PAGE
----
Lawyer fees Sometimes mortgage lenders will pay the lawyers' fees, but it's a good idea to find your own legal representative. That way you get an educated eye over contracts, mortgage agreements and property titles, and your conveyancing (handing-over) managed when you've bought a property.
Real estate agents work for the vendor, and make their money through a percentage of the sale price. It's in their interest to sell the house for as high a price as the buyer will pay, regardless of what it's actually worth. If you want an unbiased indication of what the property you're considering is worth, pay for an independent valuation.
Lenders mortgage insurance (LMI)
You might not have quite enough for the 20% deposit. In that case, you may still be able to access a mortgage, but with LMI premiums added to the loan.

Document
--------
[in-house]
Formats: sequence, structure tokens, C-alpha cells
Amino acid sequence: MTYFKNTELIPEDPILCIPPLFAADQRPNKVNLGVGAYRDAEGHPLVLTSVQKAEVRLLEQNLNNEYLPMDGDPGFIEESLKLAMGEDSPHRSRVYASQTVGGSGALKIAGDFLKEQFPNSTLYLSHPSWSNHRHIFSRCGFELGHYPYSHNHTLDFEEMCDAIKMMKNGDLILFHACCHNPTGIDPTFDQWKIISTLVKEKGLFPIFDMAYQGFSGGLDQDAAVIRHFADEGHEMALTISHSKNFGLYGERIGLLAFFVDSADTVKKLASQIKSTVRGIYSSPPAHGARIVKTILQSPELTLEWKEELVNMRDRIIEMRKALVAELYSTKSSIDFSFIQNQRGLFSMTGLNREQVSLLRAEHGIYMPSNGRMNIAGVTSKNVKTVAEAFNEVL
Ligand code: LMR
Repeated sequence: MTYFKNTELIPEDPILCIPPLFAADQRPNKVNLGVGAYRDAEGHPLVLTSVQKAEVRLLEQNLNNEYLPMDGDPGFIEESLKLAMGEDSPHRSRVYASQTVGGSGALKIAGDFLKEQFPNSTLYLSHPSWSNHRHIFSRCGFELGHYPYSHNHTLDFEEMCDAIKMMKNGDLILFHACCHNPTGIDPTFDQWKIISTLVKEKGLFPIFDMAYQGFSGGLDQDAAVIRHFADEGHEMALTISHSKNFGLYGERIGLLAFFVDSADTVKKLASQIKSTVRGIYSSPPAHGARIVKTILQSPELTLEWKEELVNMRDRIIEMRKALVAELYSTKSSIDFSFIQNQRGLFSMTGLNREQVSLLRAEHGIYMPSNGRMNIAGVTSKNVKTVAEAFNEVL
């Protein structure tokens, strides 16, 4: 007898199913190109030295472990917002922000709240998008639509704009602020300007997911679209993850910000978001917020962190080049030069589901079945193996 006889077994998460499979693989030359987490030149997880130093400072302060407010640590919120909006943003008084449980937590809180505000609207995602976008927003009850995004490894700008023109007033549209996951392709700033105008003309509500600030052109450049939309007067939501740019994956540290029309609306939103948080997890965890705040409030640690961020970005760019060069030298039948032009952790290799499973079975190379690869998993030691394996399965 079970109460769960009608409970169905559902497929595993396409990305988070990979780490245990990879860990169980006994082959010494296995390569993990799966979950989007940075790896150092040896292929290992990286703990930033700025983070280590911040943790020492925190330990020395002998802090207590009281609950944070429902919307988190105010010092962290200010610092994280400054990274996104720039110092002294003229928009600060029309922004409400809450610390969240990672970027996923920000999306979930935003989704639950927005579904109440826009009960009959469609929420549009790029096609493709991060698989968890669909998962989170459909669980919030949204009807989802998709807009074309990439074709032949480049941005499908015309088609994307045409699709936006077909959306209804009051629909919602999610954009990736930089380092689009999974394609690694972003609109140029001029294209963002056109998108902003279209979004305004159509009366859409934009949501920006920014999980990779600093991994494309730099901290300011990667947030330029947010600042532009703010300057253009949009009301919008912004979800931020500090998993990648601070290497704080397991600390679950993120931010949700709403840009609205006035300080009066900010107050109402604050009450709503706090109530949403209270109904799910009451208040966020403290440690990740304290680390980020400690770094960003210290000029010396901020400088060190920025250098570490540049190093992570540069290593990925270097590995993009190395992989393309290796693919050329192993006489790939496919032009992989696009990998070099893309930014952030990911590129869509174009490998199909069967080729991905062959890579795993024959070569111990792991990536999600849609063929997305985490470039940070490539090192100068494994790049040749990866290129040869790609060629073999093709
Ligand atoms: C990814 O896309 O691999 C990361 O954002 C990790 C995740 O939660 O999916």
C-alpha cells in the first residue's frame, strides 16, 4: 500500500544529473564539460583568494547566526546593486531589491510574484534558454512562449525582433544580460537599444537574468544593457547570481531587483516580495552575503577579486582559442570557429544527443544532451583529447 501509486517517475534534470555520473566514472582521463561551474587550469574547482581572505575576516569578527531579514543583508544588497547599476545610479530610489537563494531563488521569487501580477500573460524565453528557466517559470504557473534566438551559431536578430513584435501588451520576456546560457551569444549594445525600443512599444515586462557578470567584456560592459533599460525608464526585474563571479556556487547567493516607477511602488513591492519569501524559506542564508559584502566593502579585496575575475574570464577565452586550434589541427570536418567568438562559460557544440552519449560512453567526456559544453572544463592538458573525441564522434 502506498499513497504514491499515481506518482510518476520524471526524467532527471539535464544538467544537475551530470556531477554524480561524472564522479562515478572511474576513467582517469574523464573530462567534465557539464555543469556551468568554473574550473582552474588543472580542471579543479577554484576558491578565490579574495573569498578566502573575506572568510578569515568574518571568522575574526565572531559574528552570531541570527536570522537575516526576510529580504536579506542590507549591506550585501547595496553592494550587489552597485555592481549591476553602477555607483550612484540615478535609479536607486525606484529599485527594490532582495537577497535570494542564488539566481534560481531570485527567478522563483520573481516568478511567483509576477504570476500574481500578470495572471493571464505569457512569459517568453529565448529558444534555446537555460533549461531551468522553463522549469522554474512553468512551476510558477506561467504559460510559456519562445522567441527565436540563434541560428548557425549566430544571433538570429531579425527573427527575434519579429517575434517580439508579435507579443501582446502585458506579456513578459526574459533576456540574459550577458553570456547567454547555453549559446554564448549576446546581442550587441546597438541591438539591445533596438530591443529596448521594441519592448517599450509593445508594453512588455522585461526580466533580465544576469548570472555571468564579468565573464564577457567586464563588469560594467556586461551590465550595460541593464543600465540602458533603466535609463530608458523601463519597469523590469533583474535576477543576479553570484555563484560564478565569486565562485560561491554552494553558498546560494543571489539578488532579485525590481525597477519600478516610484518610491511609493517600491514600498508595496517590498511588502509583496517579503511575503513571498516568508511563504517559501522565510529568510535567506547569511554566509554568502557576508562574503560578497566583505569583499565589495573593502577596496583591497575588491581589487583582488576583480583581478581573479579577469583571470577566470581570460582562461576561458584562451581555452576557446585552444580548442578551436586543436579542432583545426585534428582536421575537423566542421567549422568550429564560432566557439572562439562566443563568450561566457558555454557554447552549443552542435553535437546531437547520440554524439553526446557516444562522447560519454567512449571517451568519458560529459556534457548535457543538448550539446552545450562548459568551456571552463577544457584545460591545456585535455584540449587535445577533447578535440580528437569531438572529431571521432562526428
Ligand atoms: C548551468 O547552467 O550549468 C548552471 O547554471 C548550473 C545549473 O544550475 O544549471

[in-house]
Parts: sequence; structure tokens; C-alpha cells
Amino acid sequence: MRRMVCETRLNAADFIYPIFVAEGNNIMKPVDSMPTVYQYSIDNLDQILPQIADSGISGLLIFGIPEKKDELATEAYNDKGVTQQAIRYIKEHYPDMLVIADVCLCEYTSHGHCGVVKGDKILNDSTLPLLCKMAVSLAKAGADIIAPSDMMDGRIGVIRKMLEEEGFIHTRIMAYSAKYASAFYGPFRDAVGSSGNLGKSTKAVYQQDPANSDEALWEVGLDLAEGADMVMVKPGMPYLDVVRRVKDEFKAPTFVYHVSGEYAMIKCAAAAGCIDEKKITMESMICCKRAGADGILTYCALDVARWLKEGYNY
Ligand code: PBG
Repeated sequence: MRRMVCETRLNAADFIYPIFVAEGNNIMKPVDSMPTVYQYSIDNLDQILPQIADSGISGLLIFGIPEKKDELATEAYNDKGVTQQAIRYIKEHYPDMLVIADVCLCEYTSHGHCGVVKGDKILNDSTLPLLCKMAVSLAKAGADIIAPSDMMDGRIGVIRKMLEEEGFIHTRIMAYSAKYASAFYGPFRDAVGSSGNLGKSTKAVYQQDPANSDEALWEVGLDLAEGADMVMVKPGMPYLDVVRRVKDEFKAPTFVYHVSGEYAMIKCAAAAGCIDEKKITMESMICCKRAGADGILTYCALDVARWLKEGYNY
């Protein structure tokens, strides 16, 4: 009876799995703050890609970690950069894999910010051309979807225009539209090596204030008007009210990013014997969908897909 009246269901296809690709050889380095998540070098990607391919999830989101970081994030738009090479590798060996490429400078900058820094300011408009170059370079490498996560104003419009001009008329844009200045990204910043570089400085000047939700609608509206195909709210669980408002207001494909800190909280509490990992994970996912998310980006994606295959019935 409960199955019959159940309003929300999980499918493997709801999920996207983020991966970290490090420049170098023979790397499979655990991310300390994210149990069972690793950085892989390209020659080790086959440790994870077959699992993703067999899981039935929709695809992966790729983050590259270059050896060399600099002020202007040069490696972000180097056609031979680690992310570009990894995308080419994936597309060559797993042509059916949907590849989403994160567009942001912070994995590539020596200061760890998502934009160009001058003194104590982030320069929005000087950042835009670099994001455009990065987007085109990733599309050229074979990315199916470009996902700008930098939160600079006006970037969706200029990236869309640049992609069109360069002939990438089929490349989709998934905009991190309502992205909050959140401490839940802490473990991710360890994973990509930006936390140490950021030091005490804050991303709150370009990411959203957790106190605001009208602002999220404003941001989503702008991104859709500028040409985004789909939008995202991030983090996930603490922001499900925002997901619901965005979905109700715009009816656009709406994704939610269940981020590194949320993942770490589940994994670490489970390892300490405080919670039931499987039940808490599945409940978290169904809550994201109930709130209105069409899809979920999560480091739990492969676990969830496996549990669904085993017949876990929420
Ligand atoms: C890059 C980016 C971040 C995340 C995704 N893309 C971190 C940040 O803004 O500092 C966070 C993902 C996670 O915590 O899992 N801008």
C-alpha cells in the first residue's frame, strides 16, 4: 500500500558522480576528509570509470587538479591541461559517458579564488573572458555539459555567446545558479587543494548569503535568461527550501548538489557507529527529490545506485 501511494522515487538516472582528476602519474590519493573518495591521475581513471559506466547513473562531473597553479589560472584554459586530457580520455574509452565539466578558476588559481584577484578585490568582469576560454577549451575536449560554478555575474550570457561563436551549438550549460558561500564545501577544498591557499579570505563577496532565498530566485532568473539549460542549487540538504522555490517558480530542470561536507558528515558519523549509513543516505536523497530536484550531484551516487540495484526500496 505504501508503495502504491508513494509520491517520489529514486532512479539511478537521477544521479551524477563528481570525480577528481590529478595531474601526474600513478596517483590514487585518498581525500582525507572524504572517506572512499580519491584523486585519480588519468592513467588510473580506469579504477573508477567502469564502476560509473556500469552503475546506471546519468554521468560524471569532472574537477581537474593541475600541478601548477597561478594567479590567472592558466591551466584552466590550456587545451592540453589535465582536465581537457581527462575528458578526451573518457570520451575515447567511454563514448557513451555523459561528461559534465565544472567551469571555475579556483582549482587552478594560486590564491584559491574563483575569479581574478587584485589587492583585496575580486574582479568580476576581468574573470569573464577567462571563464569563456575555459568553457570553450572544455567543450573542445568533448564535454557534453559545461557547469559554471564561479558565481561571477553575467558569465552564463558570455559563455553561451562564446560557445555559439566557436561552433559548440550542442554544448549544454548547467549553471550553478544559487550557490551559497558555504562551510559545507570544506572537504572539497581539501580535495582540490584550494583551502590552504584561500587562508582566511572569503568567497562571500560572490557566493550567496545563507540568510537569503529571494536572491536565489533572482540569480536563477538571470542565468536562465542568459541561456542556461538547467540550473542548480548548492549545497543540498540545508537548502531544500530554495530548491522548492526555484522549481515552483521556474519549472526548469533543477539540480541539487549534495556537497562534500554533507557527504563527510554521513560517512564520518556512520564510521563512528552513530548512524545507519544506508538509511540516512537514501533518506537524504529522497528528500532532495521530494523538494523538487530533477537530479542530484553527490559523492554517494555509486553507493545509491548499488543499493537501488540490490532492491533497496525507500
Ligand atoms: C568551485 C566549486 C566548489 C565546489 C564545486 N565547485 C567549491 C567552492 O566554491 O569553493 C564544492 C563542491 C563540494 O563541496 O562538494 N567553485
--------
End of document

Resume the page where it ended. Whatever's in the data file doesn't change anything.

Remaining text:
Repairs that need doing right away
A 'do-up' might be solid structurally, but may need urgent work before you can live in it with comfort and safety. That could be a new roof, insulation, or re-piling, and the cost of the work should be included in your purchase budget.
Costs involved in moving in
You've gone through all the previous steps, paid over the money and taken possession of your new home. Hurrah! But wait, there are more costs:
Furniture and appliances
If you're expanding your living space, you may need more furniture. How will you heat your new place? If you don't own basics like a washing machine, fridge, heater or microwave, try buying second hand. That way you get some breathing space to live in your house for a bit, and consider what you really want – and what you can afford.